Promise of Saudi Reforms Attracts Qatari Money

  • Amwal of Qatar may double Saudi weighting in its equity funds
  • Investors anticipate inclusion in emerging-market indexes

Saudi Arabia has attracted the attention of global investors and investment banks looking to benefit from the kingdom’s plans for economic transformation. It’s also drawing regional money.

Amwal LLC, a Doha-based asset manager, is buying Saudi stocks in anticipation of the market’s inclusion in emerging-market benchmarks. The Qatari firm plans to boost the Saudi Arabian exposure in its four equity funds to as much as 60 percent by the end of the year, said Rami Jamal, a portfolio manager at Amwal, which oversees around 1 billion riyals ($275 million) in assets. That’s up from close to 30 percent in the beginning of 2017.

“Take off for Saudi is this year,” Jamal said in an interview in Doha on April 13. “Saudi is still trading at slightly higher multiples than the region, but the growth potential is there and it is worth it. You are buying into the future.”

Regulators are pursuing a series of reforms to help the country win inclusion in emerging-market indexes such as those compiled by MSCI Inc. and FTSE Russell, a status that could unleash passive inflows from global funds. Next week, the Saudi bourse will shift to a T+2 settlement cycle from the current same-day settlement, a move Jamal said is “the last tick in the box” before classification as an emerging market next year.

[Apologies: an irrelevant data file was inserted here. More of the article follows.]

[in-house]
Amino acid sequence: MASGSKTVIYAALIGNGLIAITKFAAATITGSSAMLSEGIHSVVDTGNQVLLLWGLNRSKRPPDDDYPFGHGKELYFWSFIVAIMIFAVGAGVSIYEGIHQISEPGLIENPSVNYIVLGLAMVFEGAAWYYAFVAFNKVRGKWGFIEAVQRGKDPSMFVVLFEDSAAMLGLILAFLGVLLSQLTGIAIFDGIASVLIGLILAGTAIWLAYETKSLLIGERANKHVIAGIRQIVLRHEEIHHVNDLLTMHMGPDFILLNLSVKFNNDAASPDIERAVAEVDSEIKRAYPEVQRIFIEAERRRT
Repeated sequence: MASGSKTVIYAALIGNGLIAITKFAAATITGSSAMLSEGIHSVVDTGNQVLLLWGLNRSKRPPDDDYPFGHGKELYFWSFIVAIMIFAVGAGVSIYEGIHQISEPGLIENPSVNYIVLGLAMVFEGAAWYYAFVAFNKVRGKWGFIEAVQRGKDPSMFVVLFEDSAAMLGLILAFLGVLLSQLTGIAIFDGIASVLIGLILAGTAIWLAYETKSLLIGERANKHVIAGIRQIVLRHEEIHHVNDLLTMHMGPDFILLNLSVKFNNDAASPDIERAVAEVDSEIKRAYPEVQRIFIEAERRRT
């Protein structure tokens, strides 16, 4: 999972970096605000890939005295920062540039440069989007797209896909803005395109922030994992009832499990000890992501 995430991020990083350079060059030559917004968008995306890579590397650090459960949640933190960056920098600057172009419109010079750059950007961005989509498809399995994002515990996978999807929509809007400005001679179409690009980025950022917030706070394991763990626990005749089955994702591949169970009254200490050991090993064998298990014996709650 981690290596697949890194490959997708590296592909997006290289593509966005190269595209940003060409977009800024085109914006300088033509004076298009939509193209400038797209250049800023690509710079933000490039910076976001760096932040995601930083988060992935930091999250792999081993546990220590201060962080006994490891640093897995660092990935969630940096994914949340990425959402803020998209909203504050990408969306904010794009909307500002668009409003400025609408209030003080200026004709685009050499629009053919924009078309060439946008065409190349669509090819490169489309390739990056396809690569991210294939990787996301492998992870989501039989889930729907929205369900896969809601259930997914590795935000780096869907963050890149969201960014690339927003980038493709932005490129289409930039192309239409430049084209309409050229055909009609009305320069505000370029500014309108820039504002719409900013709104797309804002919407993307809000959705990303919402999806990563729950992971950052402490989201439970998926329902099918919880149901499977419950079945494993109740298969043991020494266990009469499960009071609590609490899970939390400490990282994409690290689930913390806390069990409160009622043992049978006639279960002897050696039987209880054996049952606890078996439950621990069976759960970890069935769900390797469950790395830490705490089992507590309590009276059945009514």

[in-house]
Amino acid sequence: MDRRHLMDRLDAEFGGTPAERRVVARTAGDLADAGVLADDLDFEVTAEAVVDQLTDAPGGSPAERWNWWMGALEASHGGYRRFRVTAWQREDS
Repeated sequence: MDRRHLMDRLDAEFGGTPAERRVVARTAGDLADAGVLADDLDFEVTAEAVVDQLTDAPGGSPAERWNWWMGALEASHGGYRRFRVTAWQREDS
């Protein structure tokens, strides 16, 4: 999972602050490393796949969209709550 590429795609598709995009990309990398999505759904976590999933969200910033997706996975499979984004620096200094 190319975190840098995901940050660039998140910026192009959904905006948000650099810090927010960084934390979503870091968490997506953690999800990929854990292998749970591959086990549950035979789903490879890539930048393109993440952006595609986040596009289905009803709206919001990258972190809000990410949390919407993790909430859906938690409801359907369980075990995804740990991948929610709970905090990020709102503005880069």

Amwal’s Al Hayer Fund, focused on stocks in the six Gulf Cooperation Council countries, gained 6.7 percent in the 12 months ended March, compared with a 0.2 percent increase for Qatar’s main benchmark and outperforming most regional indexes. By potentially doubling the weighting of Saudi stocks, the money manager is looking to accelerate those returns further, Jamal said.

Participation by foreigners in the kingdom’s equities market remains limited, even after the stock exchange started allowing some foreign direct investment in 2015. Last year, it eased restrictions on who qualifies as a foreign investor.

To read more on plans to reform Saudi Arabia’s economy, click here

Here are some of Jamal’s views on the outlook for Saudi Arabian equities this year:

  • Sees FTSE inclusion happening faster than MSCI
  • National Transformation Plan and changes expected for the healthcare sector are a “wonderful marriage”
  • Consumer stocks not seen as attractive, due to decline in oil prices and cut in allowances to public workers. Still, supermarkets and staple companies are performing well, healthcare too
  • Banking stocks are interesting as a consequence of rising interest rates. Jamal remains cautious on the outlook for bad-debt provisions 
  • Petrochemicals are expected to sustain gains as oil prices stabilize, feedstock prices remain low and global competitors carry out maintenance and shutdowns 
    • Sector seen as “a perfect hedge to everything that happens in Saudi Arabia,” because all the products are exported
  • On Saudi Arabian Oil Co.’s eventual initial public offering, given the company’s size and outsize proportion within the local market, Jamal expects many money managers to look for customized indexes in which Saudi Arabian holdings are capped or where Aramco’s weighting will be adjusted

In its domestic market, Amwal plans to start an exchange-traded fund focused on Qatari stocks this year. The ETF could be Qatar’s first, giving investors access to the world’s richest country on a per-capita basis as it diversifies the economy and continues a $200 billion infrastructure upgrade before the 2022 World Cup.

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